PITTSBURGH - If Troy Polamalu can't play for the Pittsburgh Steelers today, he may as well stay on sidelines until the playoffs.
Polamalu had a great game last week against the Cincinnati Bengals, but he also aggravated a lower leg injury.
He stayed in the game but hasn't been able to practice this week.
Perhaps the injury was one reason he had an oddly tearful moment when talking to reporters after Sunday's game.
If there's any doubt about his status, the Steelers have to sit him. They can beat the Carolina Panthers and Cleveland Browns without Polamalu; it wouldn't be a good idea to try that formula against a playoff opponent
Former Steelers lineman Craig Wolfley has an interesting take on last week's incident in which New York Jets' assistant coach Sal Alosi tripped a Miami Dolphins player who was trying to cover a punt.
Wolfley says it was no spur-of-the-moment reaction, and suggests a bigger plan was hatched by a higher authority on the Jets.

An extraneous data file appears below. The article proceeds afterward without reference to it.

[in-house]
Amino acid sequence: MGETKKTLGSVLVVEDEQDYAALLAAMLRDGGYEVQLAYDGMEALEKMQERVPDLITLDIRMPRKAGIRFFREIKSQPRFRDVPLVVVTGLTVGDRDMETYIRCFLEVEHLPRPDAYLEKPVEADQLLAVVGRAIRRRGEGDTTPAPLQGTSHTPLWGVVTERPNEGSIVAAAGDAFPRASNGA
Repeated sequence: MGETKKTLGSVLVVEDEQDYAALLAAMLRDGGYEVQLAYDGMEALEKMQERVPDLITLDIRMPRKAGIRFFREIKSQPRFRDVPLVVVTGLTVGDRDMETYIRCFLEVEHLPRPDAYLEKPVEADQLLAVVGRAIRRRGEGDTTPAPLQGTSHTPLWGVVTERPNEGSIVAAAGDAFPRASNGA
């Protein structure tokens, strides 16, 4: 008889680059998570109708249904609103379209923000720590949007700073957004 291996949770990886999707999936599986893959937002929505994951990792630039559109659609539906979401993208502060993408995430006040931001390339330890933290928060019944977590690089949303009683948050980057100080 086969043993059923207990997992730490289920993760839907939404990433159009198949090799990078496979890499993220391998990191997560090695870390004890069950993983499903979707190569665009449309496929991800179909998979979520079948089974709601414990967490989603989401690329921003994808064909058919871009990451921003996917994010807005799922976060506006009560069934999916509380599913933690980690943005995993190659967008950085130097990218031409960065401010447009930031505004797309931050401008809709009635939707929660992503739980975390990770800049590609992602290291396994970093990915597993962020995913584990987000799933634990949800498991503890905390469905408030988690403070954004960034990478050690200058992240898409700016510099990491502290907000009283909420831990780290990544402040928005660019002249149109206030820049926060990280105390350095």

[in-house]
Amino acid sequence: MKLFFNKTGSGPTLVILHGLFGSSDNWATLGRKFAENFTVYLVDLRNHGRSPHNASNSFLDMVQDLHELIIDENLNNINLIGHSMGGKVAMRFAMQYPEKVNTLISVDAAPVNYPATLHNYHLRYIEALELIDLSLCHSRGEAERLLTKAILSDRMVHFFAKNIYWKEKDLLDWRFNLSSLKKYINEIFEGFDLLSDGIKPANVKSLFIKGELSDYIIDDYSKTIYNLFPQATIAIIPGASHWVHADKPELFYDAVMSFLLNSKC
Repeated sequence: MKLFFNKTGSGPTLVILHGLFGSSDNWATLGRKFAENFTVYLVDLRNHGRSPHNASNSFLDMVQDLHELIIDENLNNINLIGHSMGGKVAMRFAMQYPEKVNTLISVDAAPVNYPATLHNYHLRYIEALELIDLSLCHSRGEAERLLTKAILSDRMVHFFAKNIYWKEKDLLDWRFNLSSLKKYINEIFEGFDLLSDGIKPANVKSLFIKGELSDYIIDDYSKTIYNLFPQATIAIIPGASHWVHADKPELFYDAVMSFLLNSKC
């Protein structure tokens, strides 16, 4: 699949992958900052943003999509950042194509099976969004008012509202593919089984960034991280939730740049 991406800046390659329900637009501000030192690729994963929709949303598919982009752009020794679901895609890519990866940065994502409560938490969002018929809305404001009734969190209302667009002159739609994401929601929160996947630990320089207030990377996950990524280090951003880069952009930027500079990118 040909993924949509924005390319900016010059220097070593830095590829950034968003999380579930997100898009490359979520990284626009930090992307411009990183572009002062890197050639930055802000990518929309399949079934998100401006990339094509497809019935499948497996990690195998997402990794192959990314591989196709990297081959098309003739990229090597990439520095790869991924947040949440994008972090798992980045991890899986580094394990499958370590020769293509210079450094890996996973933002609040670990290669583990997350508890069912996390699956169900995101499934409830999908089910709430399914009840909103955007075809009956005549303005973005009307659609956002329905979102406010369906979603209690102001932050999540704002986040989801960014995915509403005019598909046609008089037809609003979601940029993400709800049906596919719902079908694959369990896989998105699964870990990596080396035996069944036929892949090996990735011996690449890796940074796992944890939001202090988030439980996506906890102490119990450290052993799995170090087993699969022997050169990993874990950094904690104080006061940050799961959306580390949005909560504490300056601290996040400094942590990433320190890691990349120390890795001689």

He claims that players were carefully lined up along the sideline, which he says shows they had been told to do that.
"They don't even line up uniformly for the National Anthem," Wolfley wrote in his blog.
He further says that the Jets' decision to suspend rather than fire Alosi is further evidence this was not a spontaneous, independent act. He also says it's probably not the first time the Jets have done this.
Cheating in the NFL? Wonder what Bill Belichick thinks of this.
So long, Larry
Larry King retired the other day after a long run on CNN.
Before he found fame in the world of television, King - whose original name was Larry Zeiger - did a national radio show for the now-defunct Mutual Broadcasting System.
He had several stories that he told on a regular basis, and listeners would actually request them.
One of his favorites was about growing up in Brooklyn with baseball legend Sandy Koufax, and the snowy night in 1950 when he, Koufax and another friend went to New Haven, CT to get ice cream.
It's a long, involved story with twists and turns, but it's quite entertaining, which was why people asked for it.
The only problem with the story? It wasn't true.
In 1991, the Washington Post contacted Koufax, who said he had never been to New Haven in his life, and never met Larry King until they were both adults with a degree of fame.
But it was quite a story.
Mehno can be reached at: email@example.com